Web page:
Friday, December 26, 2008

FRIDAY FAIR - A HANDY LITTLE POST

Fr. O was over just before Christmas and he passed along a comment by Fr. Groeschel as to why Catholics do not seem to pray to the Holy Spirit as much as to the other two persons of the Blessed Trinity or the Trinity as a whole. He suggests that the symbolism of the Holy Spirit is a difficult one two grasp. Until you have a relationship with the Holy Spirit praying to a dove or a flame of fire. For early artists the depictions of God the Father posed a similar problem. They were reluctant to paint God the Father. Who could paint the unseen God? Jesus was made flesh and so appear in the world, not so the Father. So exactly what is there to paint?

So many artists chose not to. Instead they painted the hands of God. That seemed an easier concept to capture. Rather than having to create a face for our God from the prayers of faith and Scripture it get the idea of the “hand of God” or “the right hand of God” which of course make the life of inventive artists much easier. So you might see, for example, a hand extending from the heavens which is the creating hand of God the Father. At my first parish there was a depiction of the Garden of Eden and a hand extending from the heavens and pointing toward the egress accompanied by the flaming sword of expulsion as a motivator which of course was the Father kicking His wayward children out of the garden.

Sometimes the hand stands alone usually with three fingers extended and behind it the nimbus or halo reserved for depictions of the Trinity alone (having three red or gold rays of light.) Rarely the hand is seen holding something and I have read reports of but never have seen a picture of the hand holding people to suggest His protection and favor.

Hands express much more than we might at first assume and that is not just for people who talk with their hands a lot. They are used in our liturgies quite extensively and their position and what they touch mean quite a bit. But that will have to wait until next week.

5 comments:

MJ said...

I,probably being the odd one(now there's a shock), pray more to the Holy Spirit than the other two persons of the Blessed Trinity.
I've had to many things happen in my life that make me wonder how did any of the circumstances come together. I don't believe in coincidences, it's the Holy Spirit!

Michelle said...

I love St. Thomas Aquinas' prayer before studies - which is addressed to the Holy Spirit - and use it before I sit down to write, hoping for "abundant grace in expressing myself"...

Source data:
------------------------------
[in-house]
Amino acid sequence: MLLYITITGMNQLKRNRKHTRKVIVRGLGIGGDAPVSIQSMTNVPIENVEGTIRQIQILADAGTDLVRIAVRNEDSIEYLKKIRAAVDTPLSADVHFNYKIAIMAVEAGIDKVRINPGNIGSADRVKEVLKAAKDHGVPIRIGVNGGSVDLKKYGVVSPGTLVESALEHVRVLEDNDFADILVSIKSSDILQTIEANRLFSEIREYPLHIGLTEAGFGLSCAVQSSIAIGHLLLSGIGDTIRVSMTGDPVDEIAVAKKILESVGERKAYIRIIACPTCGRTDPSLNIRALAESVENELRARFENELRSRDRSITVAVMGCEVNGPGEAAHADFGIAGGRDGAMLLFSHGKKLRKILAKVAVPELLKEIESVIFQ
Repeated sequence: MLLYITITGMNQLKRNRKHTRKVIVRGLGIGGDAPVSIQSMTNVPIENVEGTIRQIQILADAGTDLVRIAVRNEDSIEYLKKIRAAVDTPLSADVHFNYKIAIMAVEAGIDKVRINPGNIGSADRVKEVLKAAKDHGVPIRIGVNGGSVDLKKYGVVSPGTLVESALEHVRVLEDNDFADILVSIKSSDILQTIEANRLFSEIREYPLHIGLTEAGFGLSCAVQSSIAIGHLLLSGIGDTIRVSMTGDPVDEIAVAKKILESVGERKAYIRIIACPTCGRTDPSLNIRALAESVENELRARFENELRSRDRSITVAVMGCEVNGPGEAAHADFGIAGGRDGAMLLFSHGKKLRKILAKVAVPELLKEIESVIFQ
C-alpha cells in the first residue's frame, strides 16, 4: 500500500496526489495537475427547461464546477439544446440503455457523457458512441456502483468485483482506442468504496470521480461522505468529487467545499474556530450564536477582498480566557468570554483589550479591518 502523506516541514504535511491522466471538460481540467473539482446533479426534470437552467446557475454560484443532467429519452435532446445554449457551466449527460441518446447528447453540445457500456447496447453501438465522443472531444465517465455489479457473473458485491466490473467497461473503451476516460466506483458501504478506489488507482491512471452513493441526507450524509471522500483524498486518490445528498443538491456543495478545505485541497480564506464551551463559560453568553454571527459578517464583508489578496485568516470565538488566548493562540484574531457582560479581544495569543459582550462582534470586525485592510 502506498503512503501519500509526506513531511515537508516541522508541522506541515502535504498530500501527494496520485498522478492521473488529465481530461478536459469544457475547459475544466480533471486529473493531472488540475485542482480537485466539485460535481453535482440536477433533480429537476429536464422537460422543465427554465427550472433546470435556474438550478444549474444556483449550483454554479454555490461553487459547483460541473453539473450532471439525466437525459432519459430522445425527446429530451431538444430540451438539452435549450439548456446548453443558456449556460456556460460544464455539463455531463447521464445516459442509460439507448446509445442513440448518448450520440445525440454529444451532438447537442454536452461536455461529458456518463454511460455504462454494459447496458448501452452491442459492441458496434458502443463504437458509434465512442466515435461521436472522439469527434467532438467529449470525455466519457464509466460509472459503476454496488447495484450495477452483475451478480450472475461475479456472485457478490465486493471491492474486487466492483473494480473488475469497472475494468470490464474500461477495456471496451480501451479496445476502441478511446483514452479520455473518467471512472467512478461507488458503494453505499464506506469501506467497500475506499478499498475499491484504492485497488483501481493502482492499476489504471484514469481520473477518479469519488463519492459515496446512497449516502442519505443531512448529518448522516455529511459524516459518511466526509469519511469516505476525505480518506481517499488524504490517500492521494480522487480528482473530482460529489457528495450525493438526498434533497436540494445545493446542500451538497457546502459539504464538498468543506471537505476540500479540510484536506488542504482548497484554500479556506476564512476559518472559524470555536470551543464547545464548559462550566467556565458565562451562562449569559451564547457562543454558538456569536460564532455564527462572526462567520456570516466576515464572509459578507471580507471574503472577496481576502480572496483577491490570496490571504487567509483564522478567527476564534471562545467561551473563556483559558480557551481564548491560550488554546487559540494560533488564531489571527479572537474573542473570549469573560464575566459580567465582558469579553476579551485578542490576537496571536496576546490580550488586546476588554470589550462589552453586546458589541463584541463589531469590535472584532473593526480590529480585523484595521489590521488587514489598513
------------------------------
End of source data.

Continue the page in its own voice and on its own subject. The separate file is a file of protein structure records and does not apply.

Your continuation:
LuisLiviaLuisa said...

Merry Christmas and a Happy New Year 2009!

I invite you to listen a special Christmas episode of my podcast “Lev├íntate y Sal a Caminar”

28 minutes of Christmas carols in many languages, meditations and more…

Love.

Luisa Veyan S.
You can listen it in: http://levantateysalacaminar.podomatic.com/

Paolo Padrini said...

I'd like to offer this story on my application that brings the prayer on iPhone.
I believe that prayer is Christian and Catholic from spreading. You wonder why you can publish the news and if you can spread it to your friends on the blog.

thanks

fr. Paolo Padrini

Sacred texts: Vatican embraces iTunes prayer book
5 days ago
VATICAN CITY (AP) — The Vatican is endorsing new technology that brings the book of daily prayers used by priests straight onto iPhones.
The Vatican's Pontifical Council for Social Communications is embracing the iBreviary, an iTunes application created by a technologically savvy Italian priest, the Rev. Paolo Padrini, and an Italian Web designer.
The application includes the Breviary prayer book — in Italian, English, Spanish, French and Latin and, in the near future, Portuguese and German. Another section includes the prayers of the daily Mass, and a third contains various other prayers.
After a free trial period in which the iBreviary was downloaded approximately 10,000 times in Italy, an official version was released earlier this month, Padrini said.
The application costs euro0.79 ($1.10), while upgrades will be free. Padrini's proceeds are going to charity.
Monsignor Paul Tighe, secretary of the Vatican's Pontifical Council for Social Communications, praised the new application Monday, saying the Church "is learning to use the new technologies primarily as a tool or as a mean of evangelizing, as a way of being able to share its own message with the world."
Pope Benedict XVI, a classical music lover who was reportedly given an iPod in 2006, has sought to reach out to young people through new media. During last summer's World Youth Day in Sydney, Australia, he sent out mobile phone text messages citing scripture to thousands of registered pilgrims — signed with the tagline "BXVI."

Anonymous said...

I find it very helpful to pray to the Holy Spirit not only for my own needs, but for the needs of others. What a better way to gain wisdom and understanding in difficult life experiences.

Mary B